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The bigger the car, the bigger the risk for cyclists, pedestrians

On Behalf of | Mar 20, 2023 | Personal Injury

Automotive trends come and go, but signs suggest that America’s penchant for large vehicles is here to stay. The sales of large trucks and SUVs have outpaced the sales of smaller cars since 2002, and the number of pedestrians and cyclists losing their lives on New York and the nation’s roadways has risen steadily as a result.

According to Slate, four out of every five cars sold across the United States today are either large trucks or large SUVs. Also, the average size of trucks and SUVs has increased in recent years, with many automakers adding pounds and inches to their vehicles with each new model they produce.

Why big cars pose such a threat

When large, heavy vehicles strike pedestrians or cyclists, the chances of the victim living through the incident are lower than it would be had the person in the car been in a traditional-size sedan. This is because larger vehicles exert more force on those they strike. Larger vehicles also have higher leading edges, which are the parts of the car that hit a pedestrian or cyclist first. Vehicles with higher leading edges hit victims higher up on their bodies. This makes the victims more likely to suffer serious head, neck, back or internal injuries.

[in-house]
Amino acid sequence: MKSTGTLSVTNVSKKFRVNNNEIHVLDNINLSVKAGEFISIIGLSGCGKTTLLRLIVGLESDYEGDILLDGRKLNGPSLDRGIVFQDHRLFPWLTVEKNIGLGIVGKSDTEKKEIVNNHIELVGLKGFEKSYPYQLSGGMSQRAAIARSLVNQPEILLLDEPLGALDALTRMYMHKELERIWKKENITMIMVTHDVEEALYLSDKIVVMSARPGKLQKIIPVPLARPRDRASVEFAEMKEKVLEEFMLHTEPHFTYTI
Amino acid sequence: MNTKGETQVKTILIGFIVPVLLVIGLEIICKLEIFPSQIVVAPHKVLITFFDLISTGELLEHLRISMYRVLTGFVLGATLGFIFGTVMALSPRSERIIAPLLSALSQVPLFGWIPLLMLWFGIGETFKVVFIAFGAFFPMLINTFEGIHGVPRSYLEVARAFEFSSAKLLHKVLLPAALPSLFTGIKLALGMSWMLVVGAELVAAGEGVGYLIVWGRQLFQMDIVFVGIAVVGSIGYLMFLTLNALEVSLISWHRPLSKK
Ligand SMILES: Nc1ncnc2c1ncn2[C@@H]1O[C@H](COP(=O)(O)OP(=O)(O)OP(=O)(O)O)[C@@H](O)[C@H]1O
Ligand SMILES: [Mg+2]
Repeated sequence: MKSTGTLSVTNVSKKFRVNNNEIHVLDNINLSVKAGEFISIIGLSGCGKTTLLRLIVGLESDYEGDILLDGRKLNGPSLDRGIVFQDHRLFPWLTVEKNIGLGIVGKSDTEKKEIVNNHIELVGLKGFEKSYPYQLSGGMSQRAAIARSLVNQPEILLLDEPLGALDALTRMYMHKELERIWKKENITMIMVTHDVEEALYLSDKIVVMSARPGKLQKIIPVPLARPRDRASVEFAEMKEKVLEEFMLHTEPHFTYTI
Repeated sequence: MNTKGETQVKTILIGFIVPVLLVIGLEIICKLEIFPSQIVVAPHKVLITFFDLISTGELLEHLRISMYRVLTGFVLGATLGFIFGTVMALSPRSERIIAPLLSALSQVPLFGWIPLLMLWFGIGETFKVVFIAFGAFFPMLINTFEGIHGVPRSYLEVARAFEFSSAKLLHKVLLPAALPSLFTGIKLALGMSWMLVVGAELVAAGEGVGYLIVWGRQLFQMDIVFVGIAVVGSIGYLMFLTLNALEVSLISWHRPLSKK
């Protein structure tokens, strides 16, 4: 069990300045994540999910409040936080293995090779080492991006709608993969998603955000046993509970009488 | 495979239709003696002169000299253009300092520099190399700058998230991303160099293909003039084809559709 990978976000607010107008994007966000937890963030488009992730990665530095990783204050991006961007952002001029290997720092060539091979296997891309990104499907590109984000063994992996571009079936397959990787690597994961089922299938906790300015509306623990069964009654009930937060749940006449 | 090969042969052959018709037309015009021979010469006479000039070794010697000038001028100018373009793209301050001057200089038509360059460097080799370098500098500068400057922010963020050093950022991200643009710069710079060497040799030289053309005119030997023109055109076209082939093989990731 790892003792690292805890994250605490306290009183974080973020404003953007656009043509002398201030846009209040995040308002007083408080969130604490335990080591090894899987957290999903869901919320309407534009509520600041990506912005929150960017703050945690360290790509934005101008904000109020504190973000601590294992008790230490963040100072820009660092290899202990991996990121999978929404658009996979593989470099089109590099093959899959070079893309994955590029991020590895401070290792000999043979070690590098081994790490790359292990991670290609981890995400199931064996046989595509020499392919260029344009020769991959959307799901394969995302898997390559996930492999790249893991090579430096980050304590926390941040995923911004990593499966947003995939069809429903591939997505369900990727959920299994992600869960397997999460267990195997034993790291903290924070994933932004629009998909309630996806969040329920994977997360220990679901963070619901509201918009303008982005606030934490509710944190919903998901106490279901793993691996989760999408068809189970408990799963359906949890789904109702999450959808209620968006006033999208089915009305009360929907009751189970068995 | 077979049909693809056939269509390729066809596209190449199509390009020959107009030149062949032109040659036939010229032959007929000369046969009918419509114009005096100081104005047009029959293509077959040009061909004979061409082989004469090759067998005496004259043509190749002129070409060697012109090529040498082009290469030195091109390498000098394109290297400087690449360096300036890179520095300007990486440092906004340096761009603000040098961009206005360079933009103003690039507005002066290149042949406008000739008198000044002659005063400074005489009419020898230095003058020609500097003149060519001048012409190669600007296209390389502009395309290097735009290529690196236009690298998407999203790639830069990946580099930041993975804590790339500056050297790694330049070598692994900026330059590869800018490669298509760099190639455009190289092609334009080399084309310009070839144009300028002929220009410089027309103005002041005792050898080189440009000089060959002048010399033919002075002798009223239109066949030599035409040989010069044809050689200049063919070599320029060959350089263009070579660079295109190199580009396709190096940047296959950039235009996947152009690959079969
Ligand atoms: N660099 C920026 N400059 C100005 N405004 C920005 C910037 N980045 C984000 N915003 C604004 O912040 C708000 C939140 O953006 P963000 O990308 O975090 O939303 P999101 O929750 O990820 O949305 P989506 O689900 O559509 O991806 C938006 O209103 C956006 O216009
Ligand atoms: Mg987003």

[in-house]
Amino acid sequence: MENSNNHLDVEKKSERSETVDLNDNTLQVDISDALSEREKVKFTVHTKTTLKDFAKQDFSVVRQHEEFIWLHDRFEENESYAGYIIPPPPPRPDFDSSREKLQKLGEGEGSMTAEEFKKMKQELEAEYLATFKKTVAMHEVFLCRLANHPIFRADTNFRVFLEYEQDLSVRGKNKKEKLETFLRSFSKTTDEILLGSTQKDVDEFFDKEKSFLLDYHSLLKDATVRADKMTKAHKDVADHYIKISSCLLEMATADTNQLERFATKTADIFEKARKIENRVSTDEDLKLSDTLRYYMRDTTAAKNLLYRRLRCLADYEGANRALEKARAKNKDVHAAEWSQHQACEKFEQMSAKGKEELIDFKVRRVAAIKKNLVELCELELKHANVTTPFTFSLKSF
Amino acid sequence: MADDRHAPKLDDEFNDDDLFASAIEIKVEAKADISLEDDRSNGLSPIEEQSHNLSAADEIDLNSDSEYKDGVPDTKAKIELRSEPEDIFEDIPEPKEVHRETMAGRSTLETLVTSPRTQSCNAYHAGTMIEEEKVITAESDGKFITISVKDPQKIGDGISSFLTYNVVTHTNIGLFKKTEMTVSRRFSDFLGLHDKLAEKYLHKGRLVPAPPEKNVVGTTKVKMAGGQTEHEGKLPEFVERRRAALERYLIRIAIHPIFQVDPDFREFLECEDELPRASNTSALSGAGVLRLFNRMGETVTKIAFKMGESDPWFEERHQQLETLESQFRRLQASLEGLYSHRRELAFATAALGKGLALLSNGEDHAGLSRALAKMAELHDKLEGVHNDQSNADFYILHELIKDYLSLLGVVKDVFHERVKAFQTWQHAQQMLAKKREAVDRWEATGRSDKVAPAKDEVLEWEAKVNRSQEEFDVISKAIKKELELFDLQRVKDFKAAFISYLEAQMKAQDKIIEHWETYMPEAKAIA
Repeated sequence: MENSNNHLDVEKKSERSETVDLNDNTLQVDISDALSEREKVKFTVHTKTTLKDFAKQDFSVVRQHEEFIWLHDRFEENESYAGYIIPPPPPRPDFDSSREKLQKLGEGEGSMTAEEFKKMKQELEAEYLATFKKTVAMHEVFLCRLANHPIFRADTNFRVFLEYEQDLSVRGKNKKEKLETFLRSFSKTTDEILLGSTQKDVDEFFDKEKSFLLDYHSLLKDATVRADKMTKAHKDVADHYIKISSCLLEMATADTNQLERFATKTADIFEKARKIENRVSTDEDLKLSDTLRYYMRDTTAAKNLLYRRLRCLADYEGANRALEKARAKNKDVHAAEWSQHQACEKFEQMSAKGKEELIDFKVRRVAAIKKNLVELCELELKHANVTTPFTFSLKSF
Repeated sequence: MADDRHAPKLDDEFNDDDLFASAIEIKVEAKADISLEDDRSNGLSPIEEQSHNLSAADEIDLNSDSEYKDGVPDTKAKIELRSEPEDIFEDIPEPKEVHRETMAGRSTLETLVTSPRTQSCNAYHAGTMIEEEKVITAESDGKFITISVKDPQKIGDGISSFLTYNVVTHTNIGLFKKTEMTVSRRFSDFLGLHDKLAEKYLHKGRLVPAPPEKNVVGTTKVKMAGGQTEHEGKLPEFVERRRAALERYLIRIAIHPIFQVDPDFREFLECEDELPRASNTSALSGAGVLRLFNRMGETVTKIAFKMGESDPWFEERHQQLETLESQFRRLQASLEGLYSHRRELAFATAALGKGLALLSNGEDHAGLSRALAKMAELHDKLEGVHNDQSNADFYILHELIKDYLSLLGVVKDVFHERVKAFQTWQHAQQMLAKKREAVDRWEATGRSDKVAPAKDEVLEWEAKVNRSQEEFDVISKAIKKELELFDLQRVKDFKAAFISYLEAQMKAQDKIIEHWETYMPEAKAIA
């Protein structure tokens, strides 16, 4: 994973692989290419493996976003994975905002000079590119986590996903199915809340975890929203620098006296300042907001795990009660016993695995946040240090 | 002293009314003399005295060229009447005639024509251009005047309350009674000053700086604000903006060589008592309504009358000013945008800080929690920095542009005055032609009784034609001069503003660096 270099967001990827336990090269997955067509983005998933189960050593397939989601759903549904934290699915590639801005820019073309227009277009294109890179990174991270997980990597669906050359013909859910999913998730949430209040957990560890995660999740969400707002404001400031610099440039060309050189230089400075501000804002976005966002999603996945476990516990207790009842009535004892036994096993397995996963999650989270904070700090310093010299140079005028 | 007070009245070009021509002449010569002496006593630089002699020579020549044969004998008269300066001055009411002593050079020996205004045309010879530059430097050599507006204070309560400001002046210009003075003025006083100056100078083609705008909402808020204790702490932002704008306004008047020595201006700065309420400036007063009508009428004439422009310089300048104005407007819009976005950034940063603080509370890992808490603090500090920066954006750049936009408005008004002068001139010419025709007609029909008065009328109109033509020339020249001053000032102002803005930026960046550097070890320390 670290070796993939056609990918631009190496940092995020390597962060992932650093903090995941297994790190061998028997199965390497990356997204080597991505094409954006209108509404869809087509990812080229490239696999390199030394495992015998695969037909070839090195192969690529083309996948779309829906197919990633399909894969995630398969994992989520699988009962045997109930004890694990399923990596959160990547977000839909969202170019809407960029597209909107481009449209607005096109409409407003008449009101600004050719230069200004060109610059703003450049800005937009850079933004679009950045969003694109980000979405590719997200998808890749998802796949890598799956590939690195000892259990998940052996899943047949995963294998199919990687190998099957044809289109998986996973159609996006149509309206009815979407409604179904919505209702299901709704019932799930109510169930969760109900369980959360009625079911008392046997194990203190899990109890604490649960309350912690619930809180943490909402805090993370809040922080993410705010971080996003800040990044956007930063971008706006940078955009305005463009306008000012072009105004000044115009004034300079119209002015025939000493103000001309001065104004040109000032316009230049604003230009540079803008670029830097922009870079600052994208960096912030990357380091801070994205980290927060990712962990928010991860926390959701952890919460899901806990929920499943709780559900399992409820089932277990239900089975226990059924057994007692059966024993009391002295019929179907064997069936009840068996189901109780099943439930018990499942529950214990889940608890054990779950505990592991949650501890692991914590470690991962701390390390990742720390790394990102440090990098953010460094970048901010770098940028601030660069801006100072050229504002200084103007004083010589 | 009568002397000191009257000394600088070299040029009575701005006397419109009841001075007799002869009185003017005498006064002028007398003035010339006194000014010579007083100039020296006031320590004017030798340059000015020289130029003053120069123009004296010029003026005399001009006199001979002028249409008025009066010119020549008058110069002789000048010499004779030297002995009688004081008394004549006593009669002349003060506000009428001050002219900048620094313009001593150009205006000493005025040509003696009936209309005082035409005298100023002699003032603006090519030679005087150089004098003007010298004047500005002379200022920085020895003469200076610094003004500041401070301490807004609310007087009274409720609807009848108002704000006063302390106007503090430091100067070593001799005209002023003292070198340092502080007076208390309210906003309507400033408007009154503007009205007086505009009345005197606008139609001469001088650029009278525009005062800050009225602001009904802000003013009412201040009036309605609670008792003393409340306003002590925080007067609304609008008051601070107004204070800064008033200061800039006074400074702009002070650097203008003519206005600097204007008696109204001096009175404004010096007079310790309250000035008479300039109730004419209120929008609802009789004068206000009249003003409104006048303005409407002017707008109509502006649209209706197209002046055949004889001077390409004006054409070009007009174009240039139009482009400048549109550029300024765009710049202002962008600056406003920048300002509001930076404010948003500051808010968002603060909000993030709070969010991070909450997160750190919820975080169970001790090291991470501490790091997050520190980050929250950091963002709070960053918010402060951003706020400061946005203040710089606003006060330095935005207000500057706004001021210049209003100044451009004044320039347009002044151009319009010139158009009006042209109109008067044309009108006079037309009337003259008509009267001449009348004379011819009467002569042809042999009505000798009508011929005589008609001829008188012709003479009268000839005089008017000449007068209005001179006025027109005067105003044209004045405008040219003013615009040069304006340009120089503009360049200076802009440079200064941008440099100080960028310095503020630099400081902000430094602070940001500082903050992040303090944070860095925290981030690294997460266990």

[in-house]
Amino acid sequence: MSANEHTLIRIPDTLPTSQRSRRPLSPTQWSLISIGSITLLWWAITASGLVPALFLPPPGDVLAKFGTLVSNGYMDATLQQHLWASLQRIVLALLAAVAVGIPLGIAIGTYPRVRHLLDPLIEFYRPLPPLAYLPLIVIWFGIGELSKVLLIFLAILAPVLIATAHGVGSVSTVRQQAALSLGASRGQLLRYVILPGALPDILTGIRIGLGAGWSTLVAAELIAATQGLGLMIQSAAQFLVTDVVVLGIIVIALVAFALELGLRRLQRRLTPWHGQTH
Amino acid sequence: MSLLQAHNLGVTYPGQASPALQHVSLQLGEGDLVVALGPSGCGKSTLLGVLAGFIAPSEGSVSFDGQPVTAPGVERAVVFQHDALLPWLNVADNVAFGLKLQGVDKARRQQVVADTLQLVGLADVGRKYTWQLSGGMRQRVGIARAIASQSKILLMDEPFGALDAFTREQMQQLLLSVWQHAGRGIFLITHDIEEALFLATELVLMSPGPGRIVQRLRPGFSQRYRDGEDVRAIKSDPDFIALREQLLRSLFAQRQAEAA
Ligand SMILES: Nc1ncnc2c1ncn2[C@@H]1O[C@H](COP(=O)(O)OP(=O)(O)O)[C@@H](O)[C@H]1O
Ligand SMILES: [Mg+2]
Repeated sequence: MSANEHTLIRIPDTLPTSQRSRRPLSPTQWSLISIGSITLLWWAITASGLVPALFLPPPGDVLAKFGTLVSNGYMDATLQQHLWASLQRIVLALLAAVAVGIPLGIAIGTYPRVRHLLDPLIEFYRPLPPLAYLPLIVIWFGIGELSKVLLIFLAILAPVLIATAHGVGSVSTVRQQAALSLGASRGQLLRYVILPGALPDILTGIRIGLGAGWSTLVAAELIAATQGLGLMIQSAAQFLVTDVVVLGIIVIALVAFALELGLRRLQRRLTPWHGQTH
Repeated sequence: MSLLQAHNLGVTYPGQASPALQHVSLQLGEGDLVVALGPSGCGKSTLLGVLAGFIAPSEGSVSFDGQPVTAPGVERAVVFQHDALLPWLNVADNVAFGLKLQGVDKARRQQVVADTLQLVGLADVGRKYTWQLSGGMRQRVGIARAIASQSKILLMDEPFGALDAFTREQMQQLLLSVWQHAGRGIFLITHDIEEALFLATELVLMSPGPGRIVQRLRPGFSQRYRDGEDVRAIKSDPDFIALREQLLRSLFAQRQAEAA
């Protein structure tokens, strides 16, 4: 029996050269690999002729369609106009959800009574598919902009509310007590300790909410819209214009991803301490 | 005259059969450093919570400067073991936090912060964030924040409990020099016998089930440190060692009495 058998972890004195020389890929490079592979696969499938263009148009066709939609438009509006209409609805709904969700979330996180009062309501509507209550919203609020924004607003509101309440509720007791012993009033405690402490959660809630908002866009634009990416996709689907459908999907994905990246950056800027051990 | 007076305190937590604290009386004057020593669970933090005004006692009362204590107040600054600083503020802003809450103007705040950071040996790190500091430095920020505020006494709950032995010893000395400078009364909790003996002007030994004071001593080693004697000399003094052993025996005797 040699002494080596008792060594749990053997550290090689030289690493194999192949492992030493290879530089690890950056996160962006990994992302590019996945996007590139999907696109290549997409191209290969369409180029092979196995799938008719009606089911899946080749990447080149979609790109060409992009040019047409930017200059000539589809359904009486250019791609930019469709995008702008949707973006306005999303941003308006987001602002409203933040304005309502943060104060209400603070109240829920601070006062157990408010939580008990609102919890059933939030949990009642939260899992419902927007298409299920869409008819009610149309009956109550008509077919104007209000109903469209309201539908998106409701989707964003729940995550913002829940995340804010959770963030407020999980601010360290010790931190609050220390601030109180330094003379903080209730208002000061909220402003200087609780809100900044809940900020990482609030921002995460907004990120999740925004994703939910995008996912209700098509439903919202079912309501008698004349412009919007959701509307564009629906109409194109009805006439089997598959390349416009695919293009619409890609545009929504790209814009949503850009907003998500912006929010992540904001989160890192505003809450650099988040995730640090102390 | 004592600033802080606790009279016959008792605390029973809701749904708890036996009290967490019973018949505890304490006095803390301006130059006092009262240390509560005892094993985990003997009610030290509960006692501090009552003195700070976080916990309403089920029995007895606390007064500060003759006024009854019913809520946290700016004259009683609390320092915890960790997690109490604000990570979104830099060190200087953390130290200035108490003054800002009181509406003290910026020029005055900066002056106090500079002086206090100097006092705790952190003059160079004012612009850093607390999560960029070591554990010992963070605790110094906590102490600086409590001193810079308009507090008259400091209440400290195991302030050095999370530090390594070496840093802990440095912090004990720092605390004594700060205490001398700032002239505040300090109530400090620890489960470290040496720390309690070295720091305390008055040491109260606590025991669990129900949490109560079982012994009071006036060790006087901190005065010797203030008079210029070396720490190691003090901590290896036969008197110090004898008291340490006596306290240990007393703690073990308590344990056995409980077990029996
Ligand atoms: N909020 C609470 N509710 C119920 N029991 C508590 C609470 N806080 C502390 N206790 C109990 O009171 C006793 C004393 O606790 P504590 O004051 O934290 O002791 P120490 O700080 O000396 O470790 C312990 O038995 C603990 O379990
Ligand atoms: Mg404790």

What some communities and nations are doing to enhance safety

Some communities and nations are making efforts to incentivize residents to invest in smaller vehicles. France, for example, taxes residents based on the weight of their vehicles. California is considering doing something similar by charging residents registration fees based on the weight of the cars they drive.

While many people opt for SUVs and big trucks because they believe they provide more safety for their loved ones, the fact is, these vehicles actually reduce safety for everyone traveling outside of them.